12 Pennsylvania Constitution (September 1776) Written by provincial assembly of farmers and artisans, followed Thomas Paine s advice on direct representation Unicameral legislature with no governor, elected by universal free male suffrage Term limits and annual elections to prevent accumulation of power, Council of Censors for constitutional review 1777, Vermont separated from New York and copied PA Constitution, but PA Constitution revised in 1790

13 John Adams, Thoughts on Government (April 1776) I think a people cannot be long free, nor every happy, whose government is in one assembly. My reasons for this opinion are as follow A single assembly is liable to all the vices, follies, and frailties of an individual Because a single assembly, possessed of all the powers of government, would make arbitrary laws for their own interest, execute all laws arbitrarily for their own interest, and adjudge all controversies in their own favor Most of the foregoing reasons apply equally to prove that the legislative power ought to be more complex

14 Massachusetts Constitution (1780) Reflected influence of Adams response to Paine Bicameral legislature with strong executive (veto power over legislature) Monetary qualifications for office holding, property qualifications for voting, forbade all but Protestants from office & suffrage Similar to constitutions adopted by Maryland and New York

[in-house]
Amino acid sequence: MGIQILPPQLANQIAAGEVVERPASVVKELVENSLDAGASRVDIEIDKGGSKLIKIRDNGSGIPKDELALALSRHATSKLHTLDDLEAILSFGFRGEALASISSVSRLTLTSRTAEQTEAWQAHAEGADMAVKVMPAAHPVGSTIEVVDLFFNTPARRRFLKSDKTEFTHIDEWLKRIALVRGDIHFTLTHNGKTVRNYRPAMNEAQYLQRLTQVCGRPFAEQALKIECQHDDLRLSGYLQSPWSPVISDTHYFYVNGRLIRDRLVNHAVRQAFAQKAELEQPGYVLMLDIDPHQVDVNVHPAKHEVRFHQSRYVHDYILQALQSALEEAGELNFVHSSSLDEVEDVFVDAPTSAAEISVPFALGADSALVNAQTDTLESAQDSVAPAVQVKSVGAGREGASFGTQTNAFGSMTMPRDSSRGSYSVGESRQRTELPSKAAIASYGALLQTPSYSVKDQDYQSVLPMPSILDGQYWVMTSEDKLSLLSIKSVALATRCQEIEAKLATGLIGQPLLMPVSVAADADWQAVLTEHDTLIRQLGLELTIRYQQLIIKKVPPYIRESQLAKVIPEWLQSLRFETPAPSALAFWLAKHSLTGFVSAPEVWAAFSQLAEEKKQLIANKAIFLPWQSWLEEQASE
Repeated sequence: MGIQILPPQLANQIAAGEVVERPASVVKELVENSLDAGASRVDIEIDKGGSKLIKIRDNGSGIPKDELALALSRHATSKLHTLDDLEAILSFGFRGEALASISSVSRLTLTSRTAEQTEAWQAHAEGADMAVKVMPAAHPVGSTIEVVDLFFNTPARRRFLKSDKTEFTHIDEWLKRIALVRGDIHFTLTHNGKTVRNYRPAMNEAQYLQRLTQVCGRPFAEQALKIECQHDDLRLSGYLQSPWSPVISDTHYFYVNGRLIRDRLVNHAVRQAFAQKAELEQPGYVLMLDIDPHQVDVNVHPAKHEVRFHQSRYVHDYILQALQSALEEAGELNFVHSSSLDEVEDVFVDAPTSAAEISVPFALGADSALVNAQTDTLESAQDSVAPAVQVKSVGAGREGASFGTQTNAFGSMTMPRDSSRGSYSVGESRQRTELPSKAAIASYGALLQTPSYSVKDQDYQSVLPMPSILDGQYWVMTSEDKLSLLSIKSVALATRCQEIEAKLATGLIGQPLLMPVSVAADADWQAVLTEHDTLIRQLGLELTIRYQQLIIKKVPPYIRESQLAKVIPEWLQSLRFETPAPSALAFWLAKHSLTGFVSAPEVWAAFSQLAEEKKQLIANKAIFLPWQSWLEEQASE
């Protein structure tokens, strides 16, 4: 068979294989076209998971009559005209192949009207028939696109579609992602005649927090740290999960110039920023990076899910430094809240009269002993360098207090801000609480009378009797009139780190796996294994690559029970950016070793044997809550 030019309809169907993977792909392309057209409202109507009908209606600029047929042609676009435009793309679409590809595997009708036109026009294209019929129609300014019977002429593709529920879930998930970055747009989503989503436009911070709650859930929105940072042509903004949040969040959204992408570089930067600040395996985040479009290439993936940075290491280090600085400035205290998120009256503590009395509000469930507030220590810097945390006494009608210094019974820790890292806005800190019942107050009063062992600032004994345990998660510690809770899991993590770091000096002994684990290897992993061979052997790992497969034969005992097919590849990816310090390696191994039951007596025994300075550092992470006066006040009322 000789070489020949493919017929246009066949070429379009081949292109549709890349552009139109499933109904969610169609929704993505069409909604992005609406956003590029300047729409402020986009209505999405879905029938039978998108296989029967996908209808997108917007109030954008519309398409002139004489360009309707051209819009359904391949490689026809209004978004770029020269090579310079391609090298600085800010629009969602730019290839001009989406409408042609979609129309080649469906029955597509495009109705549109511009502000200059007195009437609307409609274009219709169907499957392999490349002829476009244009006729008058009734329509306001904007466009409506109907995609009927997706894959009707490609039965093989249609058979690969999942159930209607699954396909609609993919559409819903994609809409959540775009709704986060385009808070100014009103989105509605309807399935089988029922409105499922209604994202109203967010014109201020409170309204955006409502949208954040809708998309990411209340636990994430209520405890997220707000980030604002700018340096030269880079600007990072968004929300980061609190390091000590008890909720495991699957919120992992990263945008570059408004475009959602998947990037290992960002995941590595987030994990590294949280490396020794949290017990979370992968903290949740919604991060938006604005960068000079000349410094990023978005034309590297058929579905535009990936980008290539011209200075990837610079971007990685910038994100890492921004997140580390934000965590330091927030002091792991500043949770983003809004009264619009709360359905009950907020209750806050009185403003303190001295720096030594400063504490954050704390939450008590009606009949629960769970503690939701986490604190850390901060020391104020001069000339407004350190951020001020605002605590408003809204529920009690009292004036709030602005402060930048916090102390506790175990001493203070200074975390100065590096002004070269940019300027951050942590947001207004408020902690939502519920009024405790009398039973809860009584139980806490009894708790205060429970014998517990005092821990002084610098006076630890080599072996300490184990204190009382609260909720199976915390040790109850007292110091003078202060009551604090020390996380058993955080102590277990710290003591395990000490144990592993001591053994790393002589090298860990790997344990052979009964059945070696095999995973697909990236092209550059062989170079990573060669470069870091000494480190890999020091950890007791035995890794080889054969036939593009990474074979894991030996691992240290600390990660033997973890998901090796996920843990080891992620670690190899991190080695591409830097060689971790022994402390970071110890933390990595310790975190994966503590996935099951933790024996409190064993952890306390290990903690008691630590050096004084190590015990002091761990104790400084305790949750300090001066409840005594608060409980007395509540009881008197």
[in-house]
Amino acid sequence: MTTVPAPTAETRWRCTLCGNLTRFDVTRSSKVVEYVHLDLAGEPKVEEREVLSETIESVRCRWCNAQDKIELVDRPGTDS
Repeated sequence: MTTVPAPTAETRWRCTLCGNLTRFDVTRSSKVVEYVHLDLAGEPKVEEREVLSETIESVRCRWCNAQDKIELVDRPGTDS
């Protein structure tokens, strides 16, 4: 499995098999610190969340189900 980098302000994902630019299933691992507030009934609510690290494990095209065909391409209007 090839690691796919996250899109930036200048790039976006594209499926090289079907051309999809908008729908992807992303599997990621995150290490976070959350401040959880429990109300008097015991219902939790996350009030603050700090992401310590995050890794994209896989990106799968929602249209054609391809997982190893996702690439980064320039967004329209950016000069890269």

15 Articles of Confederation Continental Congress adopted Articles of Confederation November 1777, ratified by 1781 Established loose confederation of 13 independent states, each with single vote Nearly powerless national government, no president or executive branch, no power to regulate trade or tax Power to engage in diplomacy, borrow money from foreign powers, engage in negotiations with Indians, and raise an army

16 Shay s Rebellion Massachusetts government abolished stay laws, refused to issue paper money, established poll taxes, and raised property qualifications on voting Aug 1786 Feb 1787, farmers organized, closed down courthouses to debtor trials, marched on federal armory Governor sent out state militia to stop courthouse actions, federal soldiers stopped march on arsenal and captured leaders, sentenced to death but pardoned